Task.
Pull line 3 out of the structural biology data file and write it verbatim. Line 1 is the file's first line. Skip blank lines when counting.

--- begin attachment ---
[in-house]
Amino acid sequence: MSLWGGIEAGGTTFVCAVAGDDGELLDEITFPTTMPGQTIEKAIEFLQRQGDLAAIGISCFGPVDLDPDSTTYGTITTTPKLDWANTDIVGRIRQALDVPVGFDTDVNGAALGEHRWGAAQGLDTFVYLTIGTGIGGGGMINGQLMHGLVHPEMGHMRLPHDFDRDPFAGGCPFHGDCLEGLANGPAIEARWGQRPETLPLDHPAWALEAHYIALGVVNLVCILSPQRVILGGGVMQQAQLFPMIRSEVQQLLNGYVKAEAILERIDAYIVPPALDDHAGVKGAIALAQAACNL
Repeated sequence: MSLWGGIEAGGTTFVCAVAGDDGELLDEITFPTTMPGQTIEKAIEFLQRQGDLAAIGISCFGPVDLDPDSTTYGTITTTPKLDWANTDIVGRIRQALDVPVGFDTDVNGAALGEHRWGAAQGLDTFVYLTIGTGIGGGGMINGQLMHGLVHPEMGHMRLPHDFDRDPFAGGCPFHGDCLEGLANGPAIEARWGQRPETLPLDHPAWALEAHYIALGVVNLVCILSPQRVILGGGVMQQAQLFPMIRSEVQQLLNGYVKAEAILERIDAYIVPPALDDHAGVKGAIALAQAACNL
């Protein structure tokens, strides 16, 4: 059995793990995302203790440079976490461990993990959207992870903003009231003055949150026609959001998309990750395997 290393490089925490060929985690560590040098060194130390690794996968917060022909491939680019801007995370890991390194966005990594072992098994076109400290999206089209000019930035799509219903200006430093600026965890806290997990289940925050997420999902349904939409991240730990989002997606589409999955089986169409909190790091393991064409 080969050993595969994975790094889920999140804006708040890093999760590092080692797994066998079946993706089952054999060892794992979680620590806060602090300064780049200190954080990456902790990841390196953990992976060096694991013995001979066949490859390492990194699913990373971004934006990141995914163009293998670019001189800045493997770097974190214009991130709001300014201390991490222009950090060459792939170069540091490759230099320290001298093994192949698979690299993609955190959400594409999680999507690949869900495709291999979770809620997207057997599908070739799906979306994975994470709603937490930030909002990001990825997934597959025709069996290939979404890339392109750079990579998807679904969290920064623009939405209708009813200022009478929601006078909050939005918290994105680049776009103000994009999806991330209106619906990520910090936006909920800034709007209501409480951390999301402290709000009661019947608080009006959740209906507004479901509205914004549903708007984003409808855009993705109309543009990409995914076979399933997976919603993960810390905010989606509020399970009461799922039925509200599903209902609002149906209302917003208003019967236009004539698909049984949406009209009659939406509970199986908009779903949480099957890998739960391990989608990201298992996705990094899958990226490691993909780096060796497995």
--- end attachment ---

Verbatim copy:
Repeated sequence: MSLWGGIEAGGTTFVCAVAGDDGELLDEITFPTTMPGQTIEKAIEFLQRQGDLAAIGISCFGPVDLDPDSTTYGTITTTPKLDWANTDIVGRIRQALDVPVGFDTDVNGAALGEHRWGAAQGLDTFVYLTIGTGIGGGGMINGQLMHGLVHPEMGHMRLPHDFDRDPFAGGCPFHGDCLEGLANGPAIEARWGQRPETLPLDHPAWALEAHYIALGVVNLVCILSPQRVILGGGVMQQAQLFPMIRSEVQQLLNGYVKAEAILERIDAYIVPPALDDHAGVKGAIALAQAACNL